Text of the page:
Poverty and inequality in Sub-Saharan Africa (SSA) should not be
ascertained only on the basis of scarce and unreliable income
distribution statistics, but should also take into account social
conditions. Recent, widely disseminated claims that poverty and
inequality have increased over the past 30 years are based on
regional income estimates with falling medians and rising upper
variances over that period. Graphically, this translates into
pyramid-shaped income distributions that, perversely, shift to the
left and widen over time. However, during the same period social
indicators improved significantly (if insufficiently), and we argue
in this paper that such a trend represents progress with social
equity in SSA. This point is illustrated through the configuration
of alternative social pyramids that move for most of the last 30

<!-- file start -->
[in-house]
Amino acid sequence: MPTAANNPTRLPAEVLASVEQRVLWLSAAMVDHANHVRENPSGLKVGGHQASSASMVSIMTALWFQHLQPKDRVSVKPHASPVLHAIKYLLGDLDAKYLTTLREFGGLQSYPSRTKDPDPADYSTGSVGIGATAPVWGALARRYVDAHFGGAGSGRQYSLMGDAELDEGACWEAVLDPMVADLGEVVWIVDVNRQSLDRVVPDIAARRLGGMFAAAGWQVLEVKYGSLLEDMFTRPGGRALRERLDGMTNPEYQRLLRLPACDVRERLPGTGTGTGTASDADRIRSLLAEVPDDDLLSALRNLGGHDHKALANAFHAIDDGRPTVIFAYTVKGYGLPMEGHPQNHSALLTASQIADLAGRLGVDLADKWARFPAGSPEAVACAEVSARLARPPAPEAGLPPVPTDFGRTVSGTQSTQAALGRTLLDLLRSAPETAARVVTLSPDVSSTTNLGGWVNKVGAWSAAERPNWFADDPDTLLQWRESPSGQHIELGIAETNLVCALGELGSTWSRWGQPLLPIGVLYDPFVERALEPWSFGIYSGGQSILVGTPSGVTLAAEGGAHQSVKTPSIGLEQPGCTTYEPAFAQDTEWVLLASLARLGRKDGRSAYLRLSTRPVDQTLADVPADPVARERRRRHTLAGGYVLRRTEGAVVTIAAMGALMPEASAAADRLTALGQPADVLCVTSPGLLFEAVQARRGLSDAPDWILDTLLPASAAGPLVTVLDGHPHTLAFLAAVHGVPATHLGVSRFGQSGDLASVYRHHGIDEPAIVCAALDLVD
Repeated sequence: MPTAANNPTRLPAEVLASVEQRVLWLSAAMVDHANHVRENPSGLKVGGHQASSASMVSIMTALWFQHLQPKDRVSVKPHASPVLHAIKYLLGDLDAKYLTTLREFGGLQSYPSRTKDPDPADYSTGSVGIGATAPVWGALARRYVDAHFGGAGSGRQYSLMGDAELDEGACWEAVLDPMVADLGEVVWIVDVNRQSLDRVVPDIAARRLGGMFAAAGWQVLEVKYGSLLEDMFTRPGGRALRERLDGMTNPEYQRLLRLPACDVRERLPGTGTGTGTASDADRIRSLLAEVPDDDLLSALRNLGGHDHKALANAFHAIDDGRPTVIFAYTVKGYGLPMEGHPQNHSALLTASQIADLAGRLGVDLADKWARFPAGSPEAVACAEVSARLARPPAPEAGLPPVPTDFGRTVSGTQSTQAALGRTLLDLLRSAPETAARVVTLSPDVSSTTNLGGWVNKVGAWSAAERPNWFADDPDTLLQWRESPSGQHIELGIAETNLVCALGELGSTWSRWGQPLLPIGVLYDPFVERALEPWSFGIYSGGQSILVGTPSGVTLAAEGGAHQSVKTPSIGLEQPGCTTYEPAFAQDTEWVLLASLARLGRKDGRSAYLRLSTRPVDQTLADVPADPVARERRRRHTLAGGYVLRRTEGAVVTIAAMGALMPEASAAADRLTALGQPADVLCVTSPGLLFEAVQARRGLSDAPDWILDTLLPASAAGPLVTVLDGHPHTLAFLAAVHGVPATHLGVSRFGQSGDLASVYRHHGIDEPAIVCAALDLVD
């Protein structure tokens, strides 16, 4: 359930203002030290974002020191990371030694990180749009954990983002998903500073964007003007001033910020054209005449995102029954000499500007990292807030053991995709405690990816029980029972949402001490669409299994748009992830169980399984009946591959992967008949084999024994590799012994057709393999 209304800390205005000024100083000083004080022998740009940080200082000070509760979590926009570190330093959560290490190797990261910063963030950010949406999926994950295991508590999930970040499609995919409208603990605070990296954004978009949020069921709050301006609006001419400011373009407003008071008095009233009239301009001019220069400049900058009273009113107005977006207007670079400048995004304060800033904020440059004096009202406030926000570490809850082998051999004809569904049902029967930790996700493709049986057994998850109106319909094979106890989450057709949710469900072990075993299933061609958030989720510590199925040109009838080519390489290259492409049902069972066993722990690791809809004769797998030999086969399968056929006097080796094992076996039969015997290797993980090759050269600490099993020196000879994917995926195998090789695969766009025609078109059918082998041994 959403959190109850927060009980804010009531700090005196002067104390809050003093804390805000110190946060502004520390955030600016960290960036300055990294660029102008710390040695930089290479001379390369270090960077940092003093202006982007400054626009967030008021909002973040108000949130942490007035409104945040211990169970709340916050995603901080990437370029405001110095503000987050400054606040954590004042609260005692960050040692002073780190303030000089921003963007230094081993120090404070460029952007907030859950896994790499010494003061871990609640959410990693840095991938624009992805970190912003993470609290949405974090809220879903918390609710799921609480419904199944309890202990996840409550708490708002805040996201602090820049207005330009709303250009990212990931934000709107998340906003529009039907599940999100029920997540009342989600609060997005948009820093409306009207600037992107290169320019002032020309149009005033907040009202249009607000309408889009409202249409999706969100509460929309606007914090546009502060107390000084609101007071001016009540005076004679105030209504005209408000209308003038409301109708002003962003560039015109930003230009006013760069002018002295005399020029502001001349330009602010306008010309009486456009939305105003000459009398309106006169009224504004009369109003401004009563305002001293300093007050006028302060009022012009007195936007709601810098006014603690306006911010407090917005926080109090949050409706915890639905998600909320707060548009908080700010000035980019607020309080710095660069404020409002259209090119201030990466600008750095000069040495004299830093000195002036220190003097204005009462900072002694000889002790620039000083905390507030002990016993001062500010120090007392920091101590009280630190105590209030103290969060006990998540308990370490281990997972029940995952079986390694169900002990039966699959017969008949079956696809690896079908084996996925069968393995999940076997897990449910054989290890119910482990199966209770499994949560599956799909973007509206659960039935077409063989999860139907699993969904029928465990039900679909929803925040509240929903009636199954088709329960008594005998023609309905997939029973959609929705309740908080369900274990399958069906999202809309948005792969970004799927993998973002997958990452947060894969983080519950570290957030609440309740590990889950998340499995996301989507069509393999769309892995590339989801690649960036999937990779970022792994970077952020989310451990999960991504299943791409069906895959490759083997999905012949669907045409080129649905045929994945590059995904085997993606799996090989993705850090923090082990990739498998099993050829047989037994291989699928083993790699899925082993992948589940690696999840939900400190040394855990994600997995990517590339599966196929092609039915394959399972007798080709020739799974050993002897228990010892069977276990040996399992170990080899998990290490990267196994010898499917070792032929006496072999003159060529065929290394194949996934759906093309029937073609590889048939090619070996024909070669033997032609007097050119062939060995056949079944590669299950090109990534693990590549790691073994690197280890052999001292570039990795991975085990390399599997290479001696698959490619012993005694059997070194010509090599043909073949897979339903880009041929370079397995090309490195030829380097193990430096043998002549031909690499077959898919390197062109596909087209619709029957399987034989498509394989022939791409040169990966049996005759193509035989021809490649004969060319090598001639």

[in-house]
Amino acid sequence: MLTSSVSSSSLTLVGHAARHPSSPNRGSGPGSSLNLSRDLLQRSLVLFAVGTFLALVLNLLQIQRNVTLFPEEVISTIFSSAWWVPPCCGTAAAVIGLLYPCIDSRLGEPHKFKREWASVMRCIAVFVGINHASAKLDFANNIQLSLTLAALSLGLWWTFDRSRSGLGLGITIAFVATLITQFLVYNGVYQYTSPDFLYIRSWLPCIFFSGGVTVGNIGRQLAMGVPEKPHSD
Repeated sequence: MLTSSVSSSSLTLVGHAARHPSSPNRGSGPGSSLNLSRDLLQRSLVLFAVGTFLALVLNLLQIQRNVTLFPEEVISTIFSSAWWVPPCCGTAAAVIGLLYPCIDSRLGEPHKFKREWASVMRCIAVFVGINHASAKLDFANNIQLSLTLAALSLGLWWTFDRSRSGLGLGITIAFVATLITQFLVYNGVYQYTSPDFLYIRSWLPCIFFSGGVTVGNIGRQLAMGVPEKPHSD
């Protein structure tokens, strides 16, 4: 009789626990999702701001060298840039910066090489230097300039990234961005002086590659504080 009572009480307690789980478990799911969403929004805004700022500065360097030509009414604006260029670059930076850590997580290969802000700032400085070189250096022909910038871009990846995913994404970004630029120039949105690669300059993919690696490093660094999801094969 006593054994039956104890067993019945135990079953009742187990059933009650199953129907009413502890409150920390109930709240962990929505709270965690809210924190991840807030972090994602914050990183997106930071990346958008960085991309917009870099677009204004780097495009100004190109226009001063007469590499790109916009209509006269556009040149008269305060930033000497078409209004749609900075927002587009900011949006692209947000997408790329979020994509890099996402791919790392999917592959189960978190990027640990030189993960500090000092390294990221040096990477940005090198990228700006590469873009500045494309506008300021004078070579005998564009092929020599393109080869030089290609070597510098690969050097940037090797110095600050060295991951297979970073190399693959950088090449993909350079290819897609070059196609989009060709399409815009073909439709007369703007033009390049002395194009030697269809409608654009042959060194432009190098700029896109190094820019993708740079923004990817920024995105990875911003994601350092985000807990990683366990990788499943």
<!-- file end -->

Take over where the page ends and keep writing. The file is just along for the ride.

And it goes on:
years in the right direction. However, more recently, social
indicators are being set back by the HIV/AIDS pandemic, which will
generate greater and more dehumanizing poverty in the years ahead
even if meaningful economic growth is achieved. As underscored by
the multiplicity of pyramid representations, poverty and inequality
time trends in SSA can thus best be described as disconcerting in
that they remain arguably illusive and definitely disturbing.
International Monetary Fund
|Country of origin:
Paulo Silva Lopes
||Electronic book text
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